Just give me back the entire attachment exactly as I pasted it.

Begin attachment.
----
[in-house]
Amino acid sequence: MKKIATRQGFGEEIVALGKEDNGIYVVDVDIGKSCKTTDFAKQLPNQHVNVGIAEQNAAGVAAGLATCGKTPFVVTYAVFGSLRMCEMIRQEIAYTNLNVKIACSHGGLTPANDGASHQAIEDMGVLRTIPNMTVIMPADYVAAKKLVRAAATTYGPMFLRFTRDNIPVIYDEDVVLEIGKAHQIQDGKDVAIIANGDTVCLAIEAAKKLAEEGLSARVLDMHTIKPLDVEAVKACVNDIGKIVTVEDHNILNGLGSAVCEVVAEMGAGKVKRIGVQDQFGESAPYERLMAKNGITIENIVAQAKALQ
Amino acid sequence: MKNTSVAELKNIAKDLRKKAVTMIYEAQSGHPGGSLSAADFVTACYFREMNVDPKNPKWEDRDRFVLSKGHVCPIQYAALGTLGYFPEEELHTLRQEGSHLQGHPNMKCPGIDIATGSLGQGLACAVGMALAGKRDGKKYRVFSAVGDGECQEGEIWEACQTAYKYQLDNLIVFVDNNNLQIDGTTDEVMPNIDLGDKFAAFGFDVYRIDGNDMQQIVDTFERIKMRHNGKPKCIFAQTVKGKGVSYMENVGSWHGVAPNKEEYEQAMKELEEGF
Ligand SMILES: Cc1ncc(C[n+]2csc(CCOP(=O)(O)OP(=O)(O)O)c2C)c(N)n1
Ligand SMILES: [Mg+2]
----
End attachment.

[in-house]
Amino acid sequence: MKKIATRQGFGEEIVALGKEDNGIYVVDVDIGKSCKTTDFAKQLPNQHVNVGIAEQNAAGVAAGLATCGKTPFVVTYAVFGSLRMCEMIRQEIAYTNLNVKIACSHGGLTPANDGASHQAIEDMGVLRTIPNMTVIMPADYVAAKKLVRAAATTYGPMFLRFTRDNIPVIYDEDVVLEIGKAHQIQDGKDVAIIANGDTVCLAIEAAKKLAEEGLSARVLDMHTIKPLDVEAVKACVNDIGKIVTVEDHNILNGLGSAVCEVVAEMGAGKVKRIGVQDQFGESAPYERLMAKNGITIENIVAQAKALQ
Amino acid sequence: MKNTSVAELKNIAKDLRKKAVTMIYEAQSGHPGGSLSAADFVTACYFREMNVDPKNPKWEDRDRFVLSKGHVCPIQYAALGTLGYFPEEELHTLRQEGSHLQGHPNMKCPGIDIATGSLGQGLACAVGMALAGKRDGKKYRVFSAVGDGECQEGEIWEACQTAYKYQLDNLIVFVDNNNLQIDGTTDEVMPNIDLGDKFAAFGFDVYRIDGNDMQQIVDTFERIKMRHNGKPKCIFAQTVKGKGVSYMENVGSWHGVAPNKEEYEQAMKELEEGF
Ligand SMILES: Cc1ncc(C[n+]2csc(CCOP(=O)(O)OP(=O)(O)O)c2C)c(N)n1
Ligand SMILES: [Mg+2]